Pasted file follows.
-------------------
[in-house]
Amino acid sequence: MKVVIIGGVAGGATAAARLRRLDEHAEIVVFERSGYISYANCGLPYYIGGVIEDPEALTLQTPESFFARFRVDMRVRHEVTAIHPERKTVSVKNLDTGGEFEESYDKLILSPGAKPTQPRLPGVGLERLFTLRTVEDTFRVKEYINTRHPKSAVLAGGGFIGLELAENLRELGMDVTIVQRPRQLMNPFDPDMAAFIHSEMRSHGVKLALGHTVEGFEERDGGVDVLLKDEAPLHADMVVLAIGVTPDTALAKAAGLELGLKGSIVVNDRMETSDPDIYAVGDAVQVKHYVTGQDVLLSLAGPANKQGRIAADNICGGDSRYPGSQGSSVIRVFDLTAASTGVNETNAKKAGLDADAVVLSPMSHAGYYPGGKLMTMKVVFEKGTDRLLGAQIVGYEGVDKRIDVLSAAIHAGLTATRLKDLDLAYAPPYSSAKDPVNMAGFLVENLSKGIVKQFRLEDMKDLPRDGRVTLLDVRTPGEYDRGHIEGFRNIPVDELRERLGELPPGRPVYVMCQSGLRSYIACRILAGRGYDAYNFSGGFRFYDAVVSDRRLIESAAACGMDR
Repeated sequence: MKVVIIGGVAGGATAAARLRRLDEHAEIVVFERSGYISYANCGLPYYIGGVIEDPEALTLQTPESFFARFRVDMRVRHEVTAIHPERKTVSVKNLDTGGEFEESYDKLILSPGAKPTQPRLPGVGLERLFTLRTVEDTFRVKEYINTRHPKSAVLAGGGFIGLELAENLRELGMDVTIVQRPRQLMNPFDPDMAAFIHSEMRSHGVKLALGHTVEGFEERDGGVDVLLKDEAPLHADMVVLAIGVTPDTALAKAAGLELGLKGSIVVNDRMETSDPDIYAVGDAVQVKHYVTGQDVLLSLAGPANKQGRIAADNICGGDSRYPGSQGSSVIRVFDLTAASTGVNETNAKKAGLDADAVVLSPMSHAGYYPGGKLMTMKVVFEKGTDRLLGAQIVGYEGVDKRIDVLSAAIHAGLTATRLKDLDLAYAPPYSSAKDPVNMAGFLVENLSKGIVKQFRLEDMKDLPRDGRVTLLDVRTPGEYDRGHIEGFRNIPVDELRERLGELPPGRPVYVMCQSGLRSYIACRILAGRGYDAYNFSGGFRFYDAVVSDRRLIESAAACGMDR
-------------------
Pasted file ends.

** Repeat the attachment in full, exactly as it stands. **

[in-house]
Amino acid sequence: MKVVIIGGVAGGATAAARLRRLDEHAEIVVFERSGYISYANCGLPYYIGGVIEDPEALTLQTPESFFARFRVDMRVRHEVTAIHPERKTVSVKNLDTGGEFEESYDKLILSPGAKPTQPRLPGVGLERLFTLRTVEDTFRVKEYINTRHPKSAVLAGGGFIGLELAENLRELGMDVTIVQRPRQLMNPFDPDMAAFIHSEMRSHGVKLALGHTVEGFEERDGGVDVLLKDEAPLHADMVVLAIGVTPDTALAKAAGLELGLKGSIVVNDRMETSDPDIYAVGDAVQVKHYVTGQDVLLSLAGPANKQGRIAADNICGGDSRYPGSQGSSVIRVFDLTAASTGVNETNAKKAGLDADAVVLSPMSHAGYYPGGKLMTMKVVFEKGTDRLLGAQIVGYEGVDKRIDVLSAAIHAGLTATRLKDLDLAYAPPYSSAKDPVNMAGFLVENLSKGIVKQFRLEDMKDLPRDGRVTLLDVRTPGEYDRGHIEGFRNIPVDELRERLGELPPGRPVYVMCQSGLRSYIACRILAGRGYDAYNFSGGFRFYDAVVSDRRLIESAAACGMDR
Repeated sequence: MKVVIIGGVAGGATAAARLRRLDEHAEIVVFERSGYISYANCGLPYYIGGVIEDPEALTLQTPESFFARFRVDMRVRHEVTAIHPERKTVSVKNLDTGGEFEESYDKLILSPGAKPTQPRLPGVGLERLFTLRTVEDTFRVKEYINTRHPKSAVLAGGGFIGLELAENLRELGMDVTIVQRPRQLMNPFDPDMAAFIHSEMRSHGVKLALGHTVEGFEERDGGVDVLLKDEAPLHADMVVLAIGVTPDTALAKAAGLELGLKGSIVVNDRMETSDPDIYAVGDAVQVKHYVTGQDVLLSLAGPANKQGRIAADNICGGDSRYPGSQGSSVIRVFDLTAASTGVNETNAKKAGLDADAVVLSPMSHAGYYPGGKLMTMKVVFEKGTDRLLGAQIVGYEGVDKRIDVLSAAIHAGLTATRLKDLDLAYAPPYSSAKDPVNMAGFLVENLSKGIVKQFRLEDMKDLPRDGRVTLLDVRTPGEYDRGHIEGFRNIPVDELRERLGELPPGRPVYVMCQSGLRSYIACRILAGRGYDAYNFSGGFRFYDAVVSDRRLIESAAACGMDR